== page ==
“For China there is a lot of motivation here. It is not only a way to decouple but also to build resilience to turbulence in the international market place,” said Gill.

“It is also part of a shift from capital intensive growth to consumer growth. Which has been on the cards for a decade now.”

Zhang on Friday said that dual-circulation did not mean a “closed internal cycle”.

“It aims to tap domestic demand and leverage internal circulation to attract global resources,” he said.

“Under this new paradigm China will continue to open up and foster a business environment based on market principles.”

The success of that program will depend on the five-year economic agenda and a broader 15-year platform outlined throughout the week-long two sessions meetings in Beijing.

At its centre is a chapter on technology, which will see more than RMB2.4 trillion ($500 billion) spent on research and development next year alone to innovate China’s economy away from the middle-income trap that has come to define the economic growth rates of more developed economies.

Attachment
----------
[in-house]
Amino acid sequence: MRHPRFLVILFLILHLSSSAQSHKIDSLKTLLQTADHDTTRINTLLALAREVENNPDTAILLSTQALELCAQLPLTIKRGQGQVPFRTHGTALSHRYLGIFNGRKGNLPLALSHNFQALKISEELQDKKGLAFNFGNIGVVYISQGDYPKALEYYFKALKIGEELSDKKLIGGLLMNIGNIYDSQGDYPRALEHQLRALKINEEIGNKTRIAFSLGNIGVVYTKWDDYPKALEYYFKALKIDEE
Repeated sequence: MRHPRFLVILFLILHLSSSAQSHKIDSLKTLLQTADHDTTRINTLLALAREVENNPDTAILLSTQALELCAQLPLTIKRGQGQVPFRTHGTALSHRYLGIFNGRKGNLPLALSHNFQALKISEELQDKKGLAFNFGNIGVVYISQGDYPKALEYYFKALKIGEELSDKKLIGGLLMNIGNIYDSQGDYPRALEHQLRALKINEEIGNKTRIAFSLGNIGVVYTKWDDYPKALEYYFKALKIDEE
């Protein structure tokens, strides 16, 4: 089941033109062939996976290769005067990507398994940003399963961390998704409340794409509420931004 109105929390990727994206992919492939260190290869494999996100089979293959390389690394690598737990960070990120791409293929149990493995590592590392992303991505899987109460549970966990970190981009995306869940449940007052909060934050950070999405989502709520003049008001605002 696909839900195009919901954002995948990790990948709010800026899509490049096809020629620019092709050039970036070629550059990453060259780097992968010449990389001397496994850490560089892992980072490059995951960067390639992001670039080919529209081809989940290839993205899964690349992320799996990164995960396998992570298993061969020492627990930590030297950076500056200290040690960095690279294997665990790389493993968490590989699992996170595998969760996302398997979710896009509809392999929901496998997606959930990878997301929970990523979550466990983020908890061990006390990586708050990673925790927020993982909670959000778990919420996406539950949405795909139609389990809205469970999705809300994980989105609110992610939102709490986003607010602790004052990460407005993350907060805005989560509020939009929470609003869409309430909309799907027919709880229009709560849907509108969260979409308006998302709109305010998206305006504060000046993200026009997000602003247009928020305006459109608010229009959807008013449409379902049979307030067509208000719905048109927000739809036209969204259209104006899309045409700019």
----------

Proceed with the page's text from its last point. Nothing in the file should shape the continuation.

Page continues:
“They need better productivity per worker and the only way they are going to get that is through innovation,” said Gill.

The focus will be on new green technologies to push China towards its net-zero emissions target by 2060 and on semiconductor self-sufficiency to guard against US trade threats to its booming IT industry.

“There will likely also be an emphasis on the development of the next generation of telecommunication technologies (6G),” said Qu Hongbin, chief China economist for HSBC.


“Policy measures such as incentives to increase R&D spending through tax credits, direct funding support or favourable credit conditions for start-ups will likely help support increased investment in science and technology.”

But the work report, which effectively functions as China’s federal budget, is not likely to set an annual economic growth target for the second year in a row, as the coronavirus recovery hampers forecasts.

“Sustaining the growth recovery will be a top policy goal, but Beijing may avoid setting a numeric GDP growth target,” said Qu.

Instead, the party is expected to set a 5 per cent average annual target for the next five years when Premier Li Keqiang hands down the report on Friday afternoon.

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Homeless people stuck in ‘unsuitable, sometimes dangerous’ accommodation